There is nothing more that many Australians love than going boating, and who wouldn't? Boating is a great way to relax, take in the sun and sea, and spend time with friends and family.

With the majority of Australians living on the coast line there is ample opportunity to get off the roads and onto the water. Even if you don’t own a boat or have a boat licence many of us have friends or family who do, and being a passenger on a boat can quite often be much more enjoyable than being the skipper! However like all leisure activities, boating too can be dangerous, especially with sudden weather changes.

So what happens when people are injured in boating accidents? We investigate.
With the summer heat still in full swing our waterways are becoming more crowded, increasing the risk of boating accidents or even death occurring. Data from the Transport for NSW’s Boating indicates that in the 2014-15 summer in NSW:
  • All boating fatalities were male boaters;
  • Small craft (such as tinnies) were involved in about 2/3rds of boating deaths;
  • Bad weather was another major factor in boating accidents and deaths (more than 40% of all recreational boating fatalities).
The driver/owner of the boat is responsible for making sure the vessel is operated in a safe manner at all times and is properly equipped and maintained. If they fail in these duties and a passenger on their boat is injured then they may be liable in negligence.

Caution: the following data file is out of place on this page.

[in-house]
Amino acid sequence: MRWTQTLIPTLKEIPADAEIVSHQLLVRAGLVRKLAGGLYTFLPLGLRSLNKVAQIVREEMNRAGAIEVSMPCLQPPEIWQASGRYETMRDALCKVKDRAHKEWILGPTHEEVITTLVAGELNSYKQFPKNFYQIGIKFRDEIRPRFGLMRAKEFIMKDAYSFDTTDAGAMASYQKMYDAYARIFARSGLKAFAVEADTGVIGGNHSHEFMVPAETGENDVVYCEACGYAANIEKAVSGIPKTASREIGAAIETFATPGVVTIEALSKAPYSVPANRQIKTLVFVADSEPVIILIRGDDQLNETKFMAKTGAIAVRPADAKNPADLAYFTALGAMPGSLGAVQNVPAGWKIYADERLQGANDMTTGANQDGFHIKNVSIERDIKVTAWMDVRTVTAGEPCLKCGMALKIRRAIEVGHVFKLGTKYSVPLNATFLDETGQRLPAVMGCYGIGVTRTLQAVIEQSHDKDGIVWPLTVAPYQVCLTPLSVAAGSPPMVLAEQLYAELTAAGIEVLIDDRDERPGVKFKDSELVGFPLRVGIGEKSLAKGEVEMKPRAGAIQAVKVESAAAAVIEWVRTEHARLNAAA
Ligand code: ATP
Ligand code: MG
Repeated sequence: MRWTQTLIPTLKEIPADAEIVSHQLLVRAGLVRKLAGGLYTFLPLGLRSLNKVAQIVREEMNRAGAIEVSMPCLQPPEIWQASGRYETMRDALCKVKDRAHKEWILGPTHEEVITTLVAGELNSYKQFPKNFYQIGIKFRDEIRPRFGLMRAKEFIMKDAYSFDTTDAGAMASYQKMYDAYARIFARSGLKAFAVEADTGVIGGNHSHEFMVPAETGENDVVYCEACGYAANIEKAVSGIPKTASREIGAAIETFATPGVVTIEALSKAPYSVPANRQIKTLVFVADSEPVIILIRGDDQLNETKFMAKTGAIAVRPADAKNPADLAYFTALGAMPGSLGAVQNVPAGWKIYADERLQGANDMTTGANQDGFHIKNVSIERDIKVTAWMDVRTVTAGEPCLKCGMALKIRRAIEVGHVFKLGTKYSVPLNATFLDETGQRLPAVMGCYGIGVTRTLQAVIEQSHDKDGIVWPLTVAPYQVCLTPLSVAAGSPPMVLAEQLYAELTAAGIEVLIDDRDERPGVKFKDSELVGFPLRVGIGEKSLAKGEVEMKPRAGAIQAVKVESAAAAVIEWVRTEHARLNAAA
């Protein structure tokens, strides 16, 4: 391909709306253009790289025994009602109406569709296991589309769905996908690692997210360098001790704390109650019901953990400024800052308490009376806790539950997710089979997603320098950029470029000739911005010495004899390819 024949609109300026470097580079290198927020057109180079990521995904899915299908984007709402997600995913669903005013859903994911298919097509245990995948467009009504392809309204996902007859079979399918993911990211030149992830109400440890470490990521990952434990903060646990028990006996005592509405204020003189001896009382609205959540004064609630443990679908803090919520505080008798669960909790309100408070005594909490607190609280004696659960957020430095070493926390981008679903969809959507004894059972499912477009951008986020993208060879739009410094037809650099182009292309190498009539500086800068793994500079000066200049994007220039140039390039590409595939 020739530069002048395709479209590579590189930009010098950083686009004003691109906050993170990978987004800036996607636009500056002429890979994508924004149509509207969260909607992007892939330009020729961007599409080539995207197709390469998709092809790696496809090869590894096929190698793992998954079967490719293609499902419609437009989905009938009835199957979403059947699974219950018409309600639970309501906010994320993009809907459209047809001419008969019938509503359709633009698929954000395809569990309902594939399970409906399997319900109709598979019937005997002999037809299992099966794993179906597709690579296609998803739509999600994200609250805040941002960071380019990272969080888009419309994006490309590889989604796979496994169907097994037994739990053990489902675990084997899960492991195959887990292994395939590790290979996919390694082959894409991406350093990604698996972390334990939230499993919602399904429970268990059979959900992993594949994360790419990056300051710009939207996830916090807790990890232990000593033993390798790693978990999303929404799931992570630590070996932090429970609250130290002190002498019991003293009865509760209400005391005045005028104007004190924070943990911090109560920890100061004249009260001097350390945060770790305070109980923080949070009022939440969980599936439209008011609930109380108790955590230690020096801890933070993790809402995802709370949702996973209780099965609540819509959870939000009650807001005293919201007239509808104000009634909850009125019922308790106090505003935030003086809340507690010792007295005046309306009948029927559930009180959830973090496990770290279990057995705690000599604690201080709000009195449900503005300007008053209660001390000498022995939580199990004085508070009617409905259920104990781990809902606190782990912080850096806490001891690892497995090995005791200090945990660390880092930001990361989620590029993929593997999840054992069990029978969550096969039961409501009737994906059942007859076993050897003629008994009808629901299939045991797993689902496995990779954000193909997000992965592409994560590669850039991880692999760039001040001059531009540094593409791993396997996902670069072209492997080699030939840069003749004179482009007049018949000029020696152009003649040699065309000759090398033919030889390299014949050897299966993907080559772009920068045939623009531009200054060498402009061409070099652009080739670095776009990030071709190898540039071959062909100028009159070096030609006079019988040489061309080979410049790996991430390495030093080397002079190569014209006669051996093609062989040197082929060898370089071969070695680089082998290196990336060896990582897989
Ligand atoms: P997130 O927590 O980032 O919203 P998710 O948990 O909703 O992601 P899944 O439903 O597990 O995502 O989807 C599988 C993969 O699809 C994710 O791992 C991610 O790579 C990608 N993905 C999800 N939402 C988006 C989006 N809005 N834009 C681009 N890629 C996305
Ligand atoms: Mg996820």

Boating accidents are classed as public place accidents and will be governed by the Personal Injuries Proceedings Act 2002 legislation.

Types of incidents that may indicate negligence on the part of the skipper and/or owner include:
  • Dangerous driving;
  • Driving under the influence;
  • A failure to properly maintain the vessel;
  • A failure to have the required safety equipment on board;
  • Failing to comply with the rules and regulations;
  • Being knocked overboard.
The Transport Operations (Marine Safety) Act 1994 also imposes a general safety obligation on all vessel owners and operators, master and crew to operate vessels safely at all times.

This responsibility includes making sure the ship is:
  • Safe;
  • Properly equipped and maintained; and
  • Operated in a safe manner.
To prevent you from becoming another boating accident statistic the Queensland Government has the following helpful tips for boat owners/operators before heading out onto the water:
  • Check that your boat is in good condition;
  • Have the required safety equipment on board, in good condition, and easily accessible;
  • Tell someone you know where you are going and when you intend to return;
  • Have the right marine licence and know how to handle the boat;
  • Know how to use your marine radio;
  • Check the weather before you go out;
  • Know the rules of the sea-road and follow them;
  • Life-jacket – wear it! If it’s not on it can’t save you.
Boat drivers must remember that they are the skipper, so they are responsible.

If an accident does happen on the water and you are injured due to the negligence of another then you have the right to bring a claim for the damage you have suffered.

The claim will be brought against the boats insurance company so you don’t have to be worried about bringing a claim against your friend or family member. While accidents can happen on the water is it also important to remember that if you stick to the simple safety guidelines you can have an endless amount of fun!

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